No later than four months after notice has been given, the Council normally decides to impose sanctions if the Member State fails to comply with the Council's decisions.
As stipulated in Article 139, paragraph 2(b) of the Treaty on the Functioning of the EU (formerly Article 122 of the Treaty on the European Community), the formal notices issued by the Council and the sanctions provided for in Article 129 of the Treaty do not apply to Member States not (yet) participating in the euro.
Abeyance of the procedure
The excessive deficit procedure may be held in abeyance:
- if the Member State concerned acts in compliance with the recommendations made by the Council;
- if the participating Member State concerned acts in compliance with the notices issued by the Council.
The period during which the procedure is held in abeyance is not included in the periods relating to the giving of notice or to the imposition of sanctions.
The Council sets a deadline for corrective action to be taken by the Member State. This corrective action must comply with the Council's recommendations and its sanctions. Upon the expiry of this deadline, the Commission gives the Council its opinion on the corrective measures taken by the Member State concerned. The Commission's opinion is based on the premise that these measures have been fully implemented and that economic developments are in line with forecasts.
In order to examine a participating Member State's adjustment efforts, the Council may ask the Member State to submit reports in accordance with a specific timetable:
- if action by that participating Member State is not being implemented or, in the Council's view, is proving to be inadequate;
- if actual data indicate that an excessive deficit has not been corrected by that participating Member State within the time limits specified in the recommendations.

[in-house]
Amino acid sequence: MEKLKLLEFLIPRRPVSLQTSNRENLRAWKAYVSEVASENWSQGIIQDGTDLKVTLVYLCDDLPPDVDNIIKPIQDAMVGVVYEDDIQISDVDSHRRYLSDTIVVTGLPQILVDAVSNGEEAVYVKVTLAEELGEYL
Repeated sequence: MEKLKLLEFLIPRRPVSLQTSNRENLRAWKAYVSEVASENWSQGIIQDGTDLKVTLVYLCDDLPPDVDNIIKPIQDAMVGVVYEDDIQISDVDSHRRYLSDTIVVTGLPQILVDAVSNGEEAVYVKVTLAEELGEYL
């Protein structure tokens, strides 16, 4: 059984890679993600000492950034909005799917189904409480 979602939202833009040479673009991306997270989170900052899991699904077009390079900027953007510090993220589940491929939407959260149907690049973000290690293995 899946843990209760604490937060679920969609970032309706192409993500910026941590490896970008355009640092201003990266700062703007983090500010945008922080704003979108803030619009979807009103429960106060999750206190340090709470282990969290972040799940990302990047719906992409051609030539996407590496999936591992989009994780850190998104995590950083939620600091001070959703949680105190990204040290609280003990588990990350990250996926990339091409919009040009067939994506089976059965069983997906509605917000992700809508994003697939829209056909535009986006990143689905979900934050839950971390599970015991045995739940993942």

Sanctions resulting from a procedure for excessive deficit first take the form of a non-interest-bearing deposit with the EU. The amount of this deposit comprises:
- a fixed component equal to 0.2 % of GDP;
- a variable component equal to one tenth of the difference between the deficit as a percentage of GDP in the year in which the deficit was deemed to be excessive and the reference value of 3 % of GDP.
Each following year, the Council may decide to intensify sanctions by requiring an additional deposit. This will be equal to one tenth of the difference between the deficit as a percentage of GDP in the preceding year and the reference value of 3 % of GDP.
Deposits may not exceed the upper limit of 0.5 % of GDP per year.
As a rule, a deposit is converted into a fine if, in the Council's opinion, the excessive deficit has not been corrected after two years.
The Council may decide to abrogate some or all of the sanctions, depending on the significance of the progress made by the participating Member State concerned in correcting the excessive deficit.
The Council will abrogate all outstanding sanctions if the decision on the existence of an excessive deficit is repealed. Any fines already imposed will not be reimbursed to the participating Member State concerned.
Both the interest on the deposits lodged with the Commission and the yield from any fines will be distributed among Member States without an excessive deficit, in proportion to their share of the total gross national product (GNP) of the eligible Member States.
The aim of the Stability and Growth Pact is to prevent excessive budget deficits emerging in the euro zone after the beginning of the third phase of Economic and Monetary Union (EMU), which started on 1 January 1999.
As the Treaty only sets out quantitative criteria for adopting the single currency and does not specify a budgetary policy to be implemented after the introduction of the euro, Member States judged it necessary to adopt the Stability and Growth Pact. It is therefore in keeping with the principles set out in the Treaty and extends its provisions.
The Pact is intended to ensure sound management of public finances in the euro zone in order to prevent a situation arising in which one Member State's lax budgetary policy penalises the other Member States through interest rates and undermines confidence in the economic stability of the euro zone. It is designed to ensure the sustained and lasting convergence of the economies of Member States belonging to the euro zone.
Moreover, this Regulation was the subject of an initial revision in June 2005. A second recast is currently underway. The Proposal for the new regulation should be adopted by the European Parliament and the Council of the EU towards the end of 2011.
|Act||Entry into force||Deadline for transposition in the Member States||Official Journal|
Regulation (EC) No 1467/97
OJ L 209, 2.8.1997
|Amending act(s)||Entry into force||Deadline for transposition in the Member States||Official Journal|
Regulation (EC) No 1056/2005
OJ L 174, 7.7.2005